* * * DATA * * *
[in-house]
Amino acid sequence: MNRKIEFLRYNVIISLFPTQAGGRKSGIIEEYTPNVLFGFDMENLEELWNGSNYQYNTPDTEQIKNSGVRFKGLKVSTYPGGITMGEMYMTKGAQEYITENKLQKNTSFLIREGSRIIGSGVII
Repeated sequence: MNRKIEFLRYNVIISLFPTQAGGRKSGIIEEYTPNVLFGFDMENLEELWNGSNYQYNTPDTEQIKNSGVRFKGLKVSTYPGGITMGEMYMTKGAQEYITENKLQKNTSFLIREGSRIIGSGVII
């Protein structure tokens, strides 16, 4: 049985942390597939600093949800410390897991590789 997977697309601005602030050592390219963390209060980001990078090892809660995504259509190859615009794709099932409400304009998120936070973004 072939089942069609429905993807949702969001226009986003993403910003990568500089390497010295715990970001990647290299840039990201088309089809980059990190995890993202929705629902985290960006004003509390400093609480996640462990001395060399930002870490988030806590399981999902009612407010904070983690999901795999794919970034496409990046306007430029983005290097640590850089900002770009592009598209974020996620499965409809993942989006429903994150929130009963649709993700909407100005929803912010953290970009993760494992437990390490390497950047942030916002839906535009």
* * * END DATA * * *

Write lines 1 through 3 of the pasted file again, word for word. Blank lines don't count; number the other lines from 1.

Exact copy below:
[in-house]
Amino acid sequence: MNRKIEFLRYNVIISLFPTQAGGRKSGIIEEYTPNVLFGFDMENLEELWNGSNYQYNTPDTEQIKNSGVRFKGLKVSTYPGGITMGEMYMTKGAQEYITENKLQKNTSFLIREGSRIIGSGVII
Repeated sequence: MNRKIEFLRYNVIISLFPTQAGGRKSGIIEEYTPNVLFGFDMENLEELWNGSNYQYNTPDTEQIKNSGVRFKGLKVSTYPGGITMGEMYMTKGAQEYITENKLQKNTSFLIREGSRIIGSGVII